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(Russian, literally "self publishing") The process of disseminating documentation via underground channels. Originally referred to photocopy duplication and distribution of banned books in the former Soviet Union; now refers by obvious extension to any less-than-official promulgation of textual material, especially rare, obsolete, or never-formally-published computer documentation. Samizdat is obviously much easier when one has access to high-bandwidth networks and high-quality laser printers.

Strictly, "samizdat" only applies to distribution of needed documents that are otherwise unavailable, and not to duplication of material that is available for sale under copyright.

See Lions Book for a historical example.

See also: hacker ethic.
This article is provided by FOLDOC - Free Online Dictionary of Computing (
References in periodicals archive ?
While Ulitskaya's narrator periodically circles back to the respective biographies of Ilya, the photographer and samizdat entrepreneur; Mikha, the poet wannabe and ardent champion of the oppressed; and Sanya, the exceptional music scholar, the author's commitment to rendering history through lived experience means that she expands her cast quickly, most often by familial, collegial, or romantic association.
The case studies in Samizdat, Tamizdat, and Beyond, to the extent that they focus on content rather than the circulation or materiality of unofficial media, trace the emergence within it of diverse nonsocialist ideas as well as some glimmers of pan-European thought.
Judging from the samizdat posters that have become a permanent feature on the walls and telegraph poles of the major streets and throughways, the university is perhaps one of the few remaining for a where communism is still taken seriously by a substantial segment of the student and faculty body, and where the destructive impetus of the "perpetual revolution" has become institutionalized as the student dissenters of decades past have become the present academic elites.
(1) Samizdat was a key form of dissident activity across the Soviet bloc in which individuals reproduced censored publications by hand and passed these documents from reader to reader.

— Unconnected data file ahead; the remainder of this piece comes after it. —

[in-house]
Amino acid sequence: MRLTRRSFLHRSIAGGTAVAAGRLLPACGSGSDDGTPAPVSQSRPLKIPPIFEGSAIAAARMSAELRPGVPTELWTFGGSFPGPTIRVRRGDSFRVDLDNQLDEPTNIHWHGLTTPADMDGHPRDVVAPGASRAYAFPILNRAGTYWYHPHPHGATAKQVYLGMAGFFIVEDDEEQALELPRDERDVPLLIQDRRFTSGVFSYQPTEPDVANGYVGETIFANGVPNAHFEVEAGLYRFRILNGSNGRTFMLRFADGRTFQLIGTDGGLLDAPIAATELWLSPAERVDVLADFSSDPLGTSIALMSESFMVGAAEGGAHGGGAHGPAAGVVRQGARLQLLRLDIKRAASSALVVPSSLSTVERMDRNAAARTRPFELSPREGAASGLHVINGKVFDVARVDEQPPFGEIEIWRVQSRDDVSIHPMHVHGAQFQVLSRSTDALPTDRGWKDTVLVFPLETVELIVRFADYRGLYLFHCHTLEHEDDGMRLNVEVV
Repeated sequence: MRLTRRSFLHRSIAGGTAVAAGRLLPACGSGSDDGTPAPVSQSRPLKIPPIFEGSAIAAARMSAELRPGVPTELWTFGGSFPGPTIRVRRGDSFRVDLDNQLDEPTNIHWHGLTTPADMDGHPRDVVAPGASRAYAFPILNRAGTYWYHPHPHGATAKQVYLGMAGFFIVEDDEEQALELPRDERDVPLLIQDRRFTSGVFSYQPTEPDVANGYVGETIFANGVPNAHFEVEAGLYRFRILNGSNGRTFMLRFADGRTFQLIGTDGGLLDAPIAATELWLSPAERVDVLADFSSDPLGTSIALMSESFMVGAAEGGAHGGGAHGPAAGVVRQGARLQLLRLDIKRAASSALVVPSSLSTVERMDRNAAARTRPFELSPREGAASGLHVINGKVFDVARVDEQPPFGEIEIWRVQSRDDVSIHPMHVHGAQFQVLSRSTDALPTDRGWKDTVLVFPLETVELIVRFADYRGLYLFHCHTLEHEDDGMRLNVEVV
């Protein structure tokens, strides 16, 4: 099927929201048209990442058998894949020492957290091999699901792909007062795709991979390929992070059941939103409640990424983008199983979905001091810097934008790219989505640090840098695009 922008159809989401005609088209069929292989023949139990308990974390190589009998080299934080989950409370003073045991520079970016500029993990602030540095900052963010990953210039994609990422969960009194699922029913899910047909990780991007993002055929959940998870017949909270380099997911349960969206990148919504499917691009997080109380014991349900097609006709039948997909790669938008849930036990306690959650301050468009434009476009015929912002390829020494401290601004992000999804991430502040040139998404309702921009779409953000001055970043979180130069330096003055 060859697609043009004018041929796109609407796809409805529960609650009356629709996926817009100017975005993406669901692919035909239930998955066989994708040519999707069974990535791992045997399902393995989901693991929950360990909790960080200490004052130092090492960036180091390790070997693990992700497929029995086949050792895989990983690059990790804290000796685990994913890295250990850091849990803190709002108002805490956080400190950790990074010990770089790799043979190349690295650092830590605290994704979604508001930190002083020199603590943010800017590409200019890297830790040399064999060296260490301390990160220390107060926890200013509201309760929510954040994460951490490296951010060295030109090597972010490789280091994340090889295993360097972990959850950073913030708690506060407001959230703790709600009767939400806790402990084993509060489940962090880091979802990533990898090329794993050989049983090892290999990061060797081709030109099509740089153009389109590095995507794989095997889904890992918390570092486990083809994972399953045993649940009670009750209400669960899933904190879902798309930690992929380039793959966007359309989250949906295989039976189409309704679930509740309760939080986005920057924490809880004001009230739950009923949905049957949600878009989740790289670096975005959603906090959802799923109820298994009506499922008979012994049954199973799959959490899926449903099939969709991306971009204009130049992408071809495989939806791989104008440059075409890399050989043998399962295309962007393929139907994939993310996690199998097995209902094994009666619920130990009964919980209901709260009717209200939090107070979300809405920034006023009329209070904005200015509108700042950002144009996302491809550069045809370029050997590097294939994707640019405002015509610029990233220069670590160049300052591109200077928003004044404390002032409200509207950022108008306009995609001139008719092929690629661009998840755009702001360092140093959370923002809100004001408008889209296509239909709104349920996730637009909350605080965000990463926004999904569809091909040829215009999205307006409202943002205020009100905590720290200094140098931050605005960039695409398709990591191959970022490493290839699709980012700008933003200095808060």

Are they the result of deliberate neglect, or is this some form of samizdat scholarship designed to make older arguments more palatable in a neoliberal age?
Similarly, while fax machines and the samizdat press, as well as the broadcasts of Voice of America and Radio Free Europe, were valuable components in the struggle against the Communist regimes in the Soviet Union and Eastern Europe, the collapse of those regimes ultimately came about as a result of the structural, political, and economic problems that led the apparatchiks in Moscow, Warsaw, and East Berlin to conclude they wouldn't be able to maintain their hold on power.
This underground practice was recently compared to the samizdat movement (G.
Samizdat is the Russian term for the grassroots practices used by Soviet and East European dissidents to evade officially imposed censorship.
Before iPads and A"Search,A" in the era of print, before portable devices, when there were diaries, before the weather channel, when forecasts were farcical, before movies-on-demand, when movies were demanding, before chains and brands, in the time of the samizdat, before curved shower curtain rods, when they were straight, before productivity gains, when Britain produced things, and so did Ohio, did we really and honestly get C by just the same?
For Polish Americans this created an opportunity to become acquainted with individual historical recollections written immediately after the war or as memoirs compiled at a later time, though typically published mainly by ethnic newspapers, journals, or samizdat publication.